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Business News/ News / India/  Newly enacted criminal laws, that replace Penal Code, to come into effect from 1 July: Govt
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Newly enacted criminal laws, that replace Penal Code, to come into effect from 1 July: Govt

The three new criminal laws approved by the Parliament in December, ie Bhartiya Nyaya Sanhita, Bharatiya Nagarik Suraksha Sanhita and the Bharatiya Sakshya Adhiniyam will come into effect from July 1, 2024, the government said in its notification on Saturday

Three new criminal laws that replace Penal code will come into effect from July 1, 2024, the government said in a notification on Saturday.Premium
Three new criminal laws that replace Penal code will come into effect from July 1, 2024, the government said in a notification on Saturday.

The three newly enacted criminal laws, ie Bhartiya Nyaya Sanhita, Bharatiya Nagarik Suraksha Sanhita and the Bharatiya Sakshya Adhiniyam-will come into effect from July 1, 2024, the Union Government said in a notification on Saturday.

The three criminal laws will be implemented in place of the Indian Penal Code, Code of Criminal Procedure and the Indian Evidence Act, which were passed by the Parliament on December 21, 2023.

Also Read: A look at last session of 17th Lok Sabha: From key moments to Bills passed

After Parliament's nod to the three laws, President Droupadi Murmu gave her assent on December 25. According to three identical notifications issued by the Union Home Ministry, provisions of the new laws will come into force from July 1.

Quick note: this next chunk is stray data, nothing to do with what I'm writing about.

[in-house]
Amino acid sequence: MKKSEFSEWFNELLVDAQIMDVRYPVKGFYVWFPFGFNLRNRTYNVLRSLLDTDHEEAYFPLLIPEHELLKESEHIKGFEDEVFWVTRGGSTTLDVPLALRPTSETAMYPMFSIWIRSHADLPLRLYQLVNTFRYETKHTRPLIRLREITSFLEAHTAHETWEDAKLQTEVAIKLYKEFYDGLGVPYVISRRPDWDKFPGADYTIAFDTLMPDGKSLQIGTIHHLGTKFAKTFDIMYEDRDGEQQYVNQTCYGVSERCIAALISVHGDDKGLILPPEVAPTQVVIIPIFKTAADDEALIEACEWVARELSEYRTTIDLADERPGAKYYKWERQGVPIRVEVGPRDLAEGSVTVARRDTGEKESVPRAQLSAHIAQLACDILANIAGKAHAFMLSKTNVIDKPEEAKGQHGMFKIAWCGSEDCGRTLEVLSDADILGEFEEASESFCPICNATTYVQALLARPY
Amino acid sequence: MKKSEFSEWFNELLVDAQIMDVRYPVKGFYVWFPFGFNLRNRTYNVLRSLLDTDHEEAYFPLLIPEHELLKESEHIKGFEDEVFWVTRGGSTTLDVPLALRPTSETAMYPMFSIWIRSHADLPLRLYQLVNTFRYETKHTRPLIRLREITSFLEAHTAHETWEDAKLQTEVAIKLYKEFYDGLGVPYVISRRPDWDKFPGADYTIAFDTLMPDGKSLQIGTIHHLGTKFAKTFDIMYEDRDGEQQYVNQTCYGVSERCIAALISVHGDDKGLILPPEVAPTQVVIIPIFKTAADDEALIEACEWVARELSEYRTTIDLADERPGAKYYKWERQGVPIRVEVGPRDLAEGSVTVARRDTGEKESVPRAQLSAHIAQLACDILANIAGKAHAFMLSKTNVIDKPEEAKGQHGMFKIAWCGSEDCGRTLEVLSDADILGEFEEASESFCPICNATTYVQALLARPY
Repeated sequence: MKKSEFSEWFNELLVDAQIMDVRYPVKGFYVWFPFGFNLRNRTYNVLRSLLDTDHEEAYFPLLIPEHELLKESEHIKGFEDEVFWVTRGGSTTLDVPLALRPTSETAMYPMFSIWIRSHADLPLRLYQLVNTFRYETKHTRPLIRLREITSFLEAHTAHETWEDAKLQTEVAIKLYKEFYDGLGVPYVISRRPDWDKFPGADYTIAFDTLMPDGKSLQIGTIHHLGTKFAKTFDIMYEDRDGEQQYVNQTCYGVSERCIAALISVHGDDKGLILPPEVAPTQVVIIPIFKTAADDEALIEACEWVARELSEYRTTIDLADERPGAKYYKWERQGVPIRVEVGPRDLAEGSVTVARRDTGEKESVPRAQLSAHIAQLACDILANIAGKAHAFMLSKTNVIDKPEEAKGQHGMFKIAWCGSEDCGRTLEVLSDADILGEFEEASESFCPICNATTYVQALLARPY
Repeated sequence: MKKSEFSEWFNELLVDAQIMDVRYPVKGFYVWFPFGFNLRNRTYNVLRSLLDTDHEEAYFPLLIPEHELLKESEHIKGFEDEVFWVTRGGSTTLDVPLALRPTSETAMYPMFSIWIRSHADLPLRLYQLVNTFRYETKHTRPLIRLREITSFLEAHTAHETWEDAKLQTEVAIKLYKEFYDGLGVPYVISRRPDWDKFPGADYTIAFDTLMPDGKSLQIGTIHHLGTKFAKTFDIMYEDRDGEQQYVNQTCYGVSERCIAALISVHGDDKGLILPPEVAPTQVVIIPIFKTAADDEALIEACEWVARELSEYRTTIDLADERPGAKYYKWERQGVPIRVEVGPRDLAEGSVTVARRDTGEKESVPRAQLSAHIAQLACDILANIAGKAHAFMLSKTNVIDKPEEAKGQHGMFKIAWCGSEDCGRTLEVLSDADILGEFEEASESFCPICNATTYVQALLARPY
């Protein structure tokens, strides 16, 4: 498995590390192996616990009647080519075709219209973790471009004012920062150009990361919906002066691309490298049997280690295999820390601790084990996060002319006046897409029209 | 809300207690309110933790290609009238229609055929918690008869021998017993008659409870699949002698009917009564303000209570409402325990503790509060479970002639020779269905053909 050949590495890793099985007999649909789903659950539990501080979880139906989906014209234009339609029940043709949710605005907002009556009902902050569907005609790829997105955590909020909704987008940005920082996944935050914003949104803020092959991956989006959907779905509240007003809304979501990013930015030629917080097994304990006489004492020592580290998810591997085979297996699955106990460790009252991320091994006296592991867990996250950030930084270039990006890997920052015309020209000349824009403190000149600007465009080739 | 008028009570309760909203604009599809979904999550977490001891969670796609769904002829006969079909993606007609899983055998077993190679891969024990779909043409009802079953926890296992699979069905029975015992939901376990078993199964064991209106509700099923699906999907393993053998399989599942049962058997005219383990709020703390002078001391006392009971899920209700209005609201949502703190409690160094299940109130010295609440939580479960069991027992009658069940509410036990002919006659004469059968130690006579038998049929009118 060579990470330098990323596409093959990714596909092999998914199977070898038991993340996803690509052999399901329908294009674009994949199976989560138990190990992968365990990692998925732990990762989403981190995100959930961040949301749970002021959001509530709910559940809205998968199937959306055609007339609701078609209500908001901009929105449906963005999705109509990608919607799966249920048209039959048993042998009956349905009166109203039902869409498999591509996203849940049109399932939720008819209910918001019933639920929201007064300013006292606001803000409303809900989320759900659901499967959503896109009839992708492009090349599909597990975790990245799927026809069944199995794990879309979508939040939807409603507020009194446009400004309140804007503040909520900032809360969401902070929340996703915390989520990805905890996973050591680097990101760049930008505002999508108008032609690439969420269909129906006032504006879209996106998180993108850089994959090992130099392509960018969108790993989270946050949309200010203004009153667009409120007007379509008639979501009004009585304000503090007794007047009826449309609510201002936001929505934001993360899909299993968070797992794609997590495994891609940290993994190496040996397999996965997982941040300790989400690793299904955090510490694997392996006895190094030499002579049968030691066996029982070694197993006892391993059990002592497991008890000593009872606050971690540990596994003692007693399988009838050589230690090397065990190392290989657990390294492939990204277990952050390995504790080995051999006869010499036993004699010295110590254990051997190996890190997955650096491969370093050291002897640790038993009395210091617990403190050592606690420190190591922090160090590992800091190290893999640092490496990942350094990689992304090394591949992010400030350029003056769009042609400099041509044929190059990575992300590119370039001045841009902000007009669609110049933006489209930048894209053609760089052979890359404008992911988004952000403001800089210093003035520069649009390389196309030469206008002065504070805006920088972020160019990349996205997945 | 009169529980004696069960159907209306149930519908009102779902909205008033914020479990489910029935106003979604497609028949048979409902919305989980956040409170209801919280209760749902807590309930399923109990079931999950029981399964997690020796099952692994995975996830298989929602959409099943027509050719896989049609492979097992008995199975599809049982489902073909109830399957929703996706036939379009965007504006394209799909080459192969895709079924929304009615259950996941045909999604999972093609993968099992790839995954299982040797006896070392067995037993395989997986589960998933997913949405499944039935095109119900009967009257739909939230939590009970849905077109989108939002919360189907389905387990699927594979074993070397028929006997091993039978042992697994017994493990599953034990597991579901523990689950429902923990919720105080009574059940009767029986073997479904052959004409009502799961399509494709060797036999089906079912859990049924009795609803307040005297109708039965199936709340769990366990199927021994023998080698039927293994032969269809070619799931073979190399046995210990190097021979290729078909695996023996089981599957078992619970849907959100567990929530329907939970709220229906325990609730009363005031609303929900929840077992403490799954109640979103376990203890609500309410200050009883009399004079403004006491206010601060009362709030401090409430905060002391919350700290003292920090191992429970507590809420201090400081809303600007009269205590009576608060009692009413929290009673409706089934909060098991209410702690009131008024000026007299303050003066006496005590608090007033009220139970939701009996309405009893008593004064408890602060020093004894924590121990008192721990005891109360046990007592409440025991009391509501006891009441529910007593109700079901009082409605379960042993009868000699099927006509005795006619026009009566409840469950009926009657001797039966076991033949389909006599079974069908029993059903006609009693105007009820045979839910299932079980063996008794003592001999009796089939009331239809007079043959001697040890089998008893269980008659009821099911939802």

The three legislations intend to completely overhaul the criminal justice system in the country by giving definitions of various offences and their punishments.

Also Read: Lok Sabha passes 3 criminal code bills with 97 Opposition MPs suspended: 'Punishment would be less if...' | Highlights

Soon after the approval of these three laws, the Bar Council of India (BCI) appreciated removing Colonial and outdated criminal laws, such as the sedition section, which fosters a more inclusive and democratic legal environment by respecting freedom of expression.

The BCI also recognised the introduction of provisions addressing contemporary challenges, including the categorisation of mob lynching as a separate offence, which also includes hate crimes based on race, caste, community, sex, language, or place of birth. 

Underlining the existence of colonial-era laws that are irrelevant in the present scenario, Dr Adish Aggarwala, President, Supreme Court Bar Association said, many a colonial-era law had been hanging around like an albatross around the neck of the Indian legal fraternity even 75 years after Independence.

He also said that the entire lawyer fraternity across the country gratefully acknowledges and recognises the beneficial aspects of the recast penal laws and pledges its complete support and cooperation to make this historic effort a great success.

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Published: 24 Feb 2024, 02:43 PM IST
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